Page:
I spent four years (1962-1966) at Lydd (LYX/EGMD) working on the air ferry for Silver City Airways and British United Air Ferries. I hope my memories are accurate.
The hold length the B170 Mk32s operated by Silver City Airways was 41’ 6” bulkhead to sill, which was used for reservations. The actual load length of the three cars could exceed this by about a foot, provided the car in the nose had a good overhang behind the rear wheels (e.g. Triumph Herald) and did not snag the nose door luggage racks. Flights departed every five or ten minutes in the summer. Loads were often rearranged as passengers arrived early or late.
At Lydd loads were assembled directly outside the Traffic office and checked for height and for length against ground marks equivalent to the aircraft hold. Staff compiling loadsheets used a profile of the aircraft and scaled car lengths, in 6” increments, to see where the C of G of each car would be before calculating the overall C of G of the aircraft on a bespoke slide rule. The number (weight) of passengers in the rear cabin determined the order in which to load the 3 cars.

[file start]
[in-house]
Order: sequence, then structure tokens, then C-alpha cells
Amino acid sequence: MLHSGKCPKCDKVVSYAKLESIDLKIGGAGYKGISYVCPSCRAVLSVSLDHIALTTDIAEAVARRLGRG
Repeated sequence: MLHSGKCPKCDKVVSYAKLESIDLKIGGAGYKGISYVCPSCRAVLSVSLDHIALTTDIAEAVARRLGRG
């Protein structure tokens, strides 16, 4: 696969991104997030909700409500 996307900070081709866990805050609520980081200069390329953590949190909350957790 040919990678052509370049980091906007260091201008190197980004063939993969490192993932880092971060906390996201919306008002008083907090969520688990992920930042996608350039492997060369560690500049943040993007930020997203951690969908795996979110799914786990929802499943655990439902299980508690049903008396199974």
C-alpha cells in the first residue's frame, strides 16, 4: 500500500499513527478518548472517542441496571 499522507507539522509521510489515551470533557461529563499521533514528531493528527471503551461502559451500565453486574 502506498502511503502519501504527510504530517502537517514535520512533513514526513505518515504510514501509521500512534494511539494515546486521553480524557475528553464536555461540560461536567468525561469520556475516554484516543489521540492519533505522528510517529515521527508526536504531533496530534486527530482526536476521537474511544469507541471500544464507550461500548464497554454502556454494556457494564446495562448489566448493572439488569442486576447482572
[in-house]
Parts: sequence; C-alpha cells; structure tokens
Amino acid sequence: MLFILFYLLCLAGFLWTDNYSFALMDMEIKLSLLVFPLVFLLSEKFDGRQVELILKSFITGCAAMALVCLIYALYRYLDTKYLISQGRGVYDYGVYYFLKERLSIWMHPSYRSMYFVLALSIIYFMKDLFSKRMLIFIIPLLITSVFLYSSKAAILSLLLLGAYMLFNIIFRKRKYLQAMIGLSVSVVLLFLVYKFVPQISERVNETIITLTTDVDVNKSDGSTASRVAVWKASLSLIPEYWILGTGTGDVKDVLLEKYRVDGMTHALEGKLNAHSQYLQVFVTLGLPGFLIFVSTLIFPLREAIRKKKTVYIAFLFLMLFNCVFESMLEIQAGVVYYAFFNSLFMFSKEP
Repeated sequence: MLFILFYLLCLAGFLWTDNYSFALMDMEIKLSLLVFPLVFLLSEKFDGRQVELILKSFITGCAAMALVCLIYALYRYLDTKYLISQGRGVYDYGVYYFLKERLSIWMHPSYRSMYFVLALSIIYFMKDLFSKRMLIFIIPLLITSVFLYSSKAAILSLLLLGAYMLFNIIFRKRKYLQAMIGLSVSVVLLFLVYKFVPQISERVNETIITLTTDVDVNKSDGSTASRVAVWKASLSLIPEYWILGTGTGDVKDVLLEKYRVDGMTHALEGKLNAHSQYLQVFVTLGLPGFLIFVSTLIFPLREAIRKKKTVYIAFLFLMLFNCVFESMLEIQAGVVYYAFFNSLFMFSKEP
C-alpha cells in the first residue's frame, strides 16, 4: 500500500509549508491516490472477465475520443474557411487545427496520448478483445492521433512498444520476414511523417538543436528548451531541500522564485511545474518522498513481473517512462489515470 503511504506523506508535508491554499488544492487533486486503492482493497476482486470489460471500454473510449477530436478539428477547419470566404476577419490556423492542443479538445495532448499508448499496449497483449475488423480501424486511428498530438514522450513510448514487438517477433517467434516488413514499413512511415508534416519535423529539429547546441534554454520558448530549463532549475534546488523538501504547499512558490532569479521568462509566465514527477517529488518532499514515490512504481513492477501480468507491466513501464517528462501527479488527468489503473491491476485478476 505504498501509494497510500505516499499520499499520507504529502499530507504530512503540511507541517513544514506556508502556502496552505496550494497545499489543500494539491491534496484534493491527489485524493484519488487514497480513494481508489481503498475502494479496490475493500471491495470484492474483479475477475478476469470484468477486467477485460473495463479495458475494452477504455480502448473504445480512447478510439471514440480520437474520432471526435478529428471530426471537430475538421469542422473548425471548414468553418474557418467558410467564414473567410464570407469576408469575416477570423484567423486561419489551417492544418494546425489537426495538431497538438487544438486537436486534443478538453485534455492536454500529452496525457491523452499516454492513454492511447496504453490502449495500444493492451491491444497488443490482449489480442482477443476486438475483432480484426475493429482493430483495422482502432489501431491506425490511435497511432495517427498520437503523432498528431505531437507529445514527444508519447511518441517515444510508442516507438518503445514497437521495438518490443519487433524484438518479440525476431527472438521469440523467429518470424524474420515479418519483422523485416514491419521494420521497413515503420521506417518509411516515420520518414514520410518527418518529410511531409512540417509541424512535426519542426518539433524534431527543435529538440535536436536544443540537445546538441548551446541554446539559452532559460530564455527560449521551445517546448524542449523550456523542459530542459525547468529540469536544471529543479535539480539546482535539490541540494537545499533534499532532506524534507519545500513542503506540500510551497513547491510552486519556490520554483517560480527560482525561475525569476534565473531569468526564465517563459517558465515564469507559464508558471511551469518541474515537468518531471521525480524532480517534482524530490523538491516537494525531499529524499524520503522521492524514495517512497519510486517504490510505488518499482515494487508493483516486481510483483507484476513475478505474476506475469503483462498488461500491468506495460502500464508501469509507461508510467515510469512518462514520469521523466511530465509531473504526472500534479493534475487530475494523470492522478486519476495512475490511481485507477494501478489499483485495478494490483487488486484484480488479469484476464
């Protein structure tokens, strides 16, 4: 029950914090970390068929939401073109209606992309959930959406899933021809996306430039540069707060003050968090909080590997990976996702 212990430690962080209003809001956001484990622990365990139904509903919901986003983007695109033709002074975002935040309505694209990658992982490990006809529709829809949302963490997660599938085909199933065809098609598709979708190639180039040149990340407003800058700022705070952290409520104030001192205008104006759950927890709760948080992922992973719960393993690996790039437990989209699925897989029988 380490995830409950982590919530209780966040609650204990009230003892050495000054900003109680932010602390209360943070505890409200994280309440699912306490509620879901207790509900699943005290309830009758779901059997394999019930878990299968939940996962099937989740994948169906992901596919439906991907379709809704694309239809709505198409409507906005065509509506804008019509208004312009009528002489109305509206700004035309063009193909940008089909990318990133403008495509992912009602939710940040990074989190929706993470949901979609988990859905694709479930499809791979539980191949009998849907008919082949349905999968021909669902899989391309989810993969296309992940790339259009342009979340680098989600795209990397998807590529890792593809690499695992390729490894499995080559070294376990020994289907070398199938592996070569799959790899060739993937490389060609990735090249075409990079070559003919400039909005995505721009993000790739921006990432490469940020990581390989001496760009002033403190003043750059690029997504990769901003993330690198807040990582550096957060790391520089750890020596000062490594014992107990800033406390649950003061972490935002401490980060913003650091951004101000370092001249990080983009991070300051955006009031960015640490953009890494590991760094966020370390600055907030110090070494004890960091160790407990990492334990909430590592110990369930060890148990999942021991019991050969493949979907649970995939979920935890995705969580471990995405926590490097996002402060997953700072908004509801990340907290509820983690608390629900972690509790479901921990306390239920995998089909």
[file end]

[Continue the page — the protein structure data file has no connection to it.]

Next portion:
|Quoting Pelican22 (Reply 4):|
Bristol 170 Mk 32 Carried 3 cars and 23 passengers,not sure if any of this version survive today.
Silver City aircraft had 14 seats plus one for the cabin attendant, not the 23 suggested by Pelican. I do agree with Pelican that the ATL
-98 had 22 passenger seats, but have no recollection of the hold length. I would guess at around 67’ for the 5 cars.
As an aside the B170 32s also carried livestock in the winter, a typical load being 110 sheep or 54 regular size pigs, in three bays separated by wooden hurdles lashed on to the floor rings. The escape hatch windows were replaced by wire mesh to provide ventilation. The passenger cabin was empty. I made about 130 trips as a temporary livestock flight attendant clambering along the hold to check the sheep were on their feet and to discourage the pigs from knocking down the hurdles. Fun when you are young and getting six shillings a trip extra pay.
Two books about the B170 and ATL
-98 car ferry operation, Air Bridge 1 and Air Bridge 2, cover 1947 to 1977. If anybody is interested and e-mails me I will let you have the details.